A mother from NSW is mourning the loss of her unborn baby after she was refused entry to Queensland hospitals to receive an emergency surgery.
The grave loss comes just one week after the QLD premier announced the state’s medical services were for “our people only.”
The mother lived just 30km from the Queensland border in Ballina.
She was forced to fly to Sydney to receive crucial treatment for her unborn twins after she was denied an emergency exception to seek treatment in Brisbane.
The Prime Minister says the case is “very distressing” and has called for compassion on the borders.
Allan Watt, the father of the woman, told The Courier Mail that his daughter had to wait 16 hours before she could get a care flight to Sydney.
She then had to wait another “six or seven” hours before the emergency surgery.
“They found out yesterday and went for a scan and the baby was deceased,” Mr Watt said.
“I’m not blaming the Health System in Queensland, the same thing could’ve happened if they could’ve gone to the Brisbane Hospital with what’s happened to them now, but the fact is it could have made a difference.”
The upsetting news follows more than a week after Premier Annastacia Palaszczuk was criticised for saying Queensland hospitals were “for our people only” after a question about the NSW woman being refused entry to Brisbane.
“People living in NSW, they have NSW hospitals. In Queensland we have Queensland hospitals for our people,” she said.
NSW Health Minister Brad Hazzard called Ms Palaszczuk’s comments “astonishing”.
This morning, Ms Palaszczuk said the death of a baby was a tragedy.
However she denied that Queensland was blocking urgent interstate medical cases to be treated in the state’s hospitals.
“I think we’re very very compassionate in this state and … if there is someone that needs emergency care, if they need a helicopter to fly them to one of our hospitals, that will happen,” she said.
“If they need an ambulance to come and the clinicians decide the best place and the fastest place they go, they will not be stopped from going.”
The premier says she doesn't regret her comment that Queensland hospitals were for Queenslanders.
“These are really difficult decisions,” she said.
She said patients should be treated in hospitals local to them.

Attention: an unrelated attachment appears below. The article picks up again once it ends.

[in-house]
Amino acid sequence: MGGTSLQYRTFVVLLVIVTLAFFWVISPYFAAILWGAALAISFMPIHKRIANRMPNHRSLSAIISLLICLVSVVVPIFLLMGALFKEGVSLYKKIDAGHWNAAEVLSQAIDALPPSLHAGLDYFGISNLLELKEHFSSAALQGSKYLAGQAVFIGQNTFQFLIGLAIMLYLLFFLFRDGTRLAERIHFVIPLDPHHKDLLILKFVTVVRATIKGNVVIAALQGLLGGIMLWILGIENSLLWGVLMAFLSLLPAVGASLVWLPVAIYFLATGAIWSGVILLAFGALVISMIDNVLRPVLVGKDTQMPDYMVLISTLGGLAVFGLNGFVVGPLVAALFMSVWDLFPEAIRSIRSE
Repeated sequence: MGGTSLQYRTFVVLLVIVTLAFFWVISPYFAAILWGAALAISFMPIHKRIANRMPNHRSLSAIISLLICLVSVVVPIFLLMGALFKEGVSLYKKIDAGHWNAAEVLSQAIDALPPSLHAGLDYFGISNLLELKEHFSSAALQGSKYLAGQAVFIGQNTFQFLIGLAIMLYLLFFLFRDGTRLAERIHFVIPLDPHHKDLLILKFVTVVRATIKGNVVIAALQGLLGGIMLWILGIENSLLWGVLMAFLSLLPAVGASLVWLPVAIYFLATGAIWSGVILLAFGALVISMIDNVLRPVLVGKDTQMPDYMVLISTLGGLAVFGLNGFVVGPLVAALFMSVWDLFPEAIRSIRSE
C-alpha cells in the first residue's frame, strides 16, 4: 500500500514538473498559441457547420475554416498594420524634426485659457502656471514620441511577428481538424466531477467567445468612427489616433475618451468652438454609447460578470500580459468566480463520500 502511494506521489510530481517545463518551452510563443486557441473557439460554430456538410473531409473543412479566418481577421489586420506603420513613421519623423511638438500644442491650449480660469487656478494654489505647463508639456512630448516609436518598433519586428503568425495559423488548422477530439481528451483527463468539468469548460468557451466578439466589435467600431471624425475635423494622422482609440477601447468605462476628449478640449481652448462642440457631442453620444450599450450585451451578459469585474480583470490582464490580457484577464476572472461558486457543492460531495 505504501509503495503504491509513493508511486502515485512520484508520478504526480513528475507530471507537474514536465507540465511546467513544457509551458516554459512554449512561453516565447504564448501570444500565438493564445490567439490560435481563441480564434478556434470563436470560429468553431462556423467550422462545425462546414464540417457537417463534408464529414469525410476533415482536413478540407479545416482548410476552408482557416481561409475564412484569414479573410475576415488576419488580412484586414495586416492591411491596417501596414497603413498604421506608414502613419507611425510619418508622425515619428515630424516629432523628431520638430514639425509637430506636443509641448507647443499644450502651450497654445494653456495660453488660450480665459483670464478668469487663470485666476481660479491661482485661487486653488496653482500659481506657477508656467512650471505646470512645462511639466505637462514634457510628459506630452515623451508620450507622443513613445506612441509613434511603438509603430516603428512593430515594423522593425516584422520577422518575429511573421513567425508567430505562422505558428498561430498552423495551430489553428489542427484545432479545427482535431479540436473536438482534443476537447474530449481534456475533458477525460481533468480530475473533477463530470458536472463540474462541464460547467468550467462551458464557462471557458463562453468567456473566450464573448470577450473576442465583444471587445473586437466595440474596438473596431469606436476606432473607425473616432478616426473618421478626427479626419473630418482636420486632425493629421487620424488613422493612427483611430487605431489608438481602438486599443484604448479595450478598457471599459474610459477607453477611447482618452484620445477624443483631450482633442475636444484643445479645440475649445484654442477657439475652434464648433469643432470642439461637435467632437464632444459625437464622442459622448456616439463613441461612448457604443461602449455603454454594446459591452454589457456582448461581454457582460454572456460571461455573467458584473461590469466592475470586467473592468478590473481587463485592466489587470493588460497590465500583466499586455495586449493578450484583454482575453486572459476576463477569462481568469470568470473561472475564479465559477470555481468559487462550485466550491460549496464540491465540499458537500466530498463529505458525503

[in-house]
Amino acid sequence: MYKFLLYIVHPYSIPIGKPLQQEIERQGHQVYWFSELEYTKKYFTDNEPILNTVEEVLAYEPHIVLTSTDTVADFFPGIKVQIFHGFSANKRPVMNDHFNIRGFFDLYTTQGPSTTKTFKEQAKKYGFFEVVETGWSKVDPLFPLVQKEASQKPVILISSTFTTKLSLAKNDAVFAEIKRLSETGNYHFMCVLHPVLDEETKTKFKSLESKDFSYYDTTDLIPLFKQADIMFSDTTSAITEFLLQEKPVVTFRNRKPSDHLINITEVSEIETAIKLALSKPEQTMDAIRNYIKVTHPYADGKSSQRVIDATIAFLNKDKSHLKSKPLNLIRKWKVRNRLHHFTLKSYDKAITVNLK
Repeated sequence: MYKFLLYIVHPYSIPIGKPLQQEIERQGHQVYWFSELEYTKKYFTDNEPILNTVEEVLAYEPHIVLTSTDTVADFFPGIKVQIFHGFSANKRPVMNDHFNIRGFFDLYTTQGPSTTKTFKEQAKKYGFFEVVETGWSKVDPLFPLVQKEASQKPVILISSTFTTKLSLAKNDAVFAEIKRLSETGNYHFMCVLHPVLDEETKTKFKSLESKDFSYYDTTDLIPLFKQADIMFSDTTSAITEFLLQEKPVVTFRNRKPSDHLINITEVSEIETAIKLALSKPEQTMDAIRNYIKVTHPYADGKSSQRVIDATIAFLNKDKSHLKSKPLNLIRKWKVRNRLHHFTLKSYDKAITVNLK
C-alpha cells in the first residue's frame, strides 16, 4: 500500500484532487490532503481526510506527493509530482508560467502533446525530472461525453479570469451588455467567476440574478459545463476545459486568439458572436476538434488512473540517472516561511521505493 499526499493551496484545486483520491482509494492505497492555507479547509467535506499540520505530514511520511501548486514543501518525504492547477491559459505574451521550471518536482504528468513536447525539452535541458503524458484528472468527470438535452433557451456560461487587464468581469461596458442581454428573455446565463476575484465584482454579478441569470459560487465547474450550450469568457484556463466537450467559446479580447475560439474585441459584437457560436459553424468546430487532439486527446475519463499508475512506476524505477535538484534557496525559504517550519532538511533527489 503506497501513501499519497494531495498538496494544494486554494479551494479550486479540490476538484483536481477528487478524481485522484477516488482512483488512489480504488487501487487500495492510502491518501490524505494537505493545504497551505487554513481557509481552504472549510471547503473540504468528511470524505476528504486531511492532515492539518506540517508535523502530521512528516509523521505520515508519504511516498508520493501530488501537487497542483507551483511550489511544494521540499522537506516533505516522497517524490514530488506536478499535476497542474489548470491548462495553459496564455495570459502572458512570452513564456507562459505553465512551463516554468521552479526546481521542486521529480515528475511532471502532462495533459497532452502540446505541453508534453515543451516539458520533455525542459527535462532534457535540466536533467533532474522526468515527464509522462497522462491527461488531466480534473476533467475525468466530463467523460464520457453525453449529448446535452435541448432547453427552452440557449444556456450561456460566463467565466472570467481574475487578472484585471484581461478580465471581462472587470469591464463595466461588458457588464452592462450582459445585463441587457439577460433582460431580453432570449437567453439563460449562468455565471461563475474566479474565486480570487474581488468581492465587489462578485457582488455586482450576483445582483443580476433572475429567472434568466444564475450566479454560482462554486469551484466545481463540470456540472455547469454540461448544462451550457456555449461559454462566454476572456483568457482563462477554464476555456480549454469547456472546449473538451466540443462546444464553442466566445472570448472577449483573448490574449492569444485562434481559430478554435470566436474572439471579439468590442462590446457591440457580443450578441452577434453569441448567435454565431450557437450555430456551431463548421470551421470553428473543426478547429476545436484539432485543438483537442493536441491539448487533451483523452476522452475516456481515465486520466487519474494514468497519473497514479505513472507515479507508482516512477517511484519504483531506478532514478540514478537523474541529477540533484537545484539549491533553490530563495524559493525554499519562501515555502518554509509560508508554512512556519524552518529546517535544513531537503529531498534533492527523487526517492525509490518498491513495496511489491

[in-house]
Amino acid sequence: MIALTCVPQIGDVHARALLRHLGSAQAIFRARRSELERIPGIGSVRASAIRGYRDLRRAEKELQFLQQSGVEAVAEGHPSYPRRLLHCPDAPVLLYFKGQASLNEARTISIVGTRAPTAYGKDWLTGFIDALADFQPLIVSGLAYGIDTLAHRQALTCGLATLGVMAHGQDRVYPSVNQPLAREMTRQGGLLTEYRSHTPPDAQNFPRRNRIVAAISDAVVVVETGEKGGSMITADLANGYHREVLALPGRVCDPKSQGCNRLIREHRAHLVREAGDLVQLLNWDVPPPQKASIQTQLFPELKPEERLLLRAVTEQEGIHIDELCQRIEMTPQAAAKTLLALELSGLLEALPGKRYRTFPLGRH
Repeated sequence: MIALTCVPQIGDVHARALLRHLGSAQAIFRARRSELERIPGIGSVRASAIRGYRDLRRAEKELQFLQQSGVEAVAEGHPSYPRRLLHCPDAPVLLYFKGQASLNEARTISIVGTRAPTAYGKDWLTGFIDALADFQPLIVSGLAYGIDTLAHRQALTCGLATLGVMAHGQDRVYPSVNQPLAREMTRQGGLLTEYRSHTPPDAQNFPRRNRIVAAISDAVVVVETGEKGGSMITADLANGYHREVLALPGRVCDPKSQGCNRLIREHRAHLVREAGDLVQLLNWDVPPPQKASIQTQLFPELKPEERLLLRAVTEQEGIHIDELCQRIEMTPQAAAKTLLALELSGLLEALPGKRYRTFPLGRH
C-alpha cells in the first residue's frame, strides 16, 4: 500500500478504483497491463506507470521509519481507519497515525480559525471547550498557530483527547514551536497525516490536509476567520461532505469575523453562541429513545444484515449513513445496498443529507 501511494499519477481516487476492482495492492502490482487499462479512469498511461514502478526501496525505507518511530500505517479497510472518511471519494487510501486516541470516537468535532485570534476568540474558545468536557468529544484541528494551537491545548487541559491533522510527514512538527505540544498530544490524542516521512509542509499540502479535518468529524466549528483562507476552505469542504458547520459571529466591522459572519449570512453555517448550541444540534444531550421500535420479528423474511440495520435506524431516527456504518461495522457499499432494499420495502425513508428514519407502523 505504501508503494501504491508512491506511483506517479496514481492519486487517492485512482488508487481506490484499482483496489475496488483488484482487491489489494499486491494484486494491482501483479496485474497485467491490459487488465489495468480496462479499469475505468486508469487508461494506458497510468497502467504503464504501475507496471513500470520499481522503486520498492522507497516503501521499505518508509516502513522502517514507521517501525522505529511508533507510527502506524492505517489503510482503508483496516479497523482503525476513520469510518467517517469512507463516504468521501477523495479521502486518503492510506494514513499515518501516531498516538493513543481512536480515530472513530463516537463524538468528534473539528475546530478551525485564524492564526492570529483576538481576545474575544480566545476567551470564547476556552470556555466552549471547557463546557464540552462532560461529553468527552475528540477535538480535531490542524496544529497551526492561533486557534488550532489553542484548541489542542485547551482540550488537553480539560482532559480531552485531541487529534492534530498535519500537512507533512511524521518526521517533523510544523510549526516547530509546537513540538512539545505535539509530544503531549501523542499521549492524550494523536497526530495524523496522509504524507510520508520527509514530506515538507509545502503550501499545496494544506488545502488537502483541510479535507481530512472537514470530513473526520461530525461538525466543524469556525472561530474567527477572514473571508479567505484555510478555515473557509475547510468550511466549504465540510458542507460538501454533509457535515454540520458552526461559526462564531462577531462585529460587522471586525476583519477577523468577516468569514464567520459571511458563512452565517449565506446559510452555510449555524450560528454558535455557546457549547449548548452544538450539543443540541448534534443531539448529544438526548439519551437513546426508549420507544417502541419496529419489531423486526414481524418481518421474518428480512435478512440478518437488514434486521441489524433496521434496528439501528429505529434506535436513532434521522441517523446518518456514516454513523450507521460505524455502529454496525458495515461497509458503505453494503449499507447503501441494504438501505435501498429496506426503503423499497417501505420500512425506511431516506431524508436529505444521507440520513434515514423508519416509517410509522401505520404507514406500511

She went on to say that patients would be treated in Queensland if it was an absolute emergency or if Queensland had the required expertise.
“But we are living through a global pandemic at the moment,” she said.
Ms Palaszczuk said she did not want to talk about a specific case and decisions were made by clinicians.
“This is an absolute tragedy, about this young baby,” she said.
“I mean there’s a woman who’s grieving at the moment and many people know what that feels like.
“So if the clinicians make that urgent decision about where a young person needs to go, that will be made in the best interests of that young person.”
Queensland Chief Health Officer Dr Jeannette Young said Queensland provides emergency services to northern NSW and “that has never changed”.
“I believe that I am a compassionate person.”
Mr Morrison said the events are “terribly distressing” and has urged for their to be flexibility and compassion on the borders.
“This is terribly distressing. It’s heartbreaking,” he said.
“And there needs to be an explanation as to how these, these hard border arrangements, can lead to people not getting access to this care as it seems to be the case here.
“I don’t know all the facts here and it’s important that they’re all known and I don’t want to get ahead of that process. But as I’ll be making a comment here today, I understand why there can be recommendations about having border restrictions under a COVID pandemic.
“But at the same time, they would need to be an extraordinary explanation in relation to how someone wouldn’t be able to get medical treatment in these circumstances. So there does need to be an explanation here.
“And again, these restrictions need to be put in place with compassion, with common sense and understanding all the risks, not just the COVID risks that present.”
This article originally appeared on Over60.